A Conversation for Abu Simbel, Egypt
Cruise on Lake Nasser
manolan Started conversation Oct 4, 2000
Went on this a while ago. It was the first year (heavily discounted!) and there was only one boat. I believe there are more now. It was great, visiting sites which almost no one else ever visits. Helps if you know something about Egyptian history (i.e. have done a Nile cruise or visited Luxor, etc.).
Approaching Abu Simbel by water is just amazing. You also get to visit the temple when all the crowds (air and coach parties) have left for the day and before they arrive in the morning.
One slight reservation about the article. I understood that the UNESCO team deliberately positioned the temple so it gets the sun a day later. They were unable to make it match precisely, so they opted for a day out. The article makes it sound like a failure, but I thought it was the best they could do in a tight spot. The other point to make is it was done against the clock as Lake Nasser was already being flooded.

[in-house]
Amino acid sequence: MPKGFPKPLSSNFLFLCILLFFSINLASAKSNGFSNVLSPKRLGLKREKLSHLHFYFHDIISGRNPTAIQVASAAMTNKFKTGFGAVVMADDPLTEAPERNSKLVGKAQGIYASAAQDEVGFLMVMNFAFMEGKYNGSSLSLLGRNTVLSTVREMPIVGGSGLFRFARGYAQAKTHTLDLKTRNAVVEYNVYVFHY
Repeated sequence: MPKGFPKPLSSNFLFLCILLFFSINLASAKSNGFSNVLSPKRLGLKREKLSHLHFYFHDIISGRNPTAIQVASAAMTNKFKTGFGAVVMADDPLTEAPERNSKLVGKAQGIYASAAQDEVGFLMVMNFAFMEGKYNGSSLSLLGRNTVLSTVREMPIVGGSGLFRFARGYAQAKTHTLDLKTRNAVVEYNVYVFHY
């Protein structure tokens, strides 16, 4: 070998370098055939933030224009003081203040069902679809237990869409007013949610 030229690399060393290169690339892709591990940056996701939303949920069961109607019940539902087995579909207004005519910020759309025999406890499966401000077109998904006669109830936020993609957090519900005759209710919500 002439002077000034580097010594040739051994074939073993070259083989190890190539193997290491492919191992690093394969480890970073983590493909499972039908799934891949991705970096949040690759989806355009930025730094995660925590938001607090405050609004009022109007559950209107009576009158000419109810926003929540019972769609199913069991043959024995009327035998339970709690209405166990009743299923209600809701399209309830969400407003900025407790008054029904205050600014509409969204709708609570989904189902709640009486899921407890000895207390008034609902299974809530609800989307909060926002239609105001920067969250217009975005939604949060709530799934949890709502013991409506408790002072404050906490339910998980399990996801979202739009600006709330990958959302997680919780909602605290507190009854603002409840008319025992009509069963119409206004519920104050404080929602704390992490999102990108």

Cruise on Lake Nasser
Cheerful Dragon Posted Nov 1, 2000
There are only 5 or 6 boats cruising Lake Nasser at the moment. This means that most of the sites around the Lake never get really crowded the way some of the ones along the Nile do - particularly the Temple of Karnak at Luxor, and the Pyramids and Sphinx at Giza. Abu Simbel is the one exception, as visitors come by air and by coach, as well as by boat.
Knowledge of Ancient Egyptian history and mythology isn't necessary if you have a good tour guide, which we did. Walid (our guide) had studied Egyptian history, mythology and hieroglyphs, and he really made the sites come alive for us.
One advantage of visiting Abu Simbel by boat is that the boats moor there overnight. This means that you can go and see the 'sound and light' show that they started doing a few years ago. It is well worth seeing.
One downside of the Abu Simbel site is that they seem to be developing it for tourism. When we were there about six weeks ago, it looked like they were planning to build hotels near the site. If they're not careful, the number of tourists visiting the site will destroy it.
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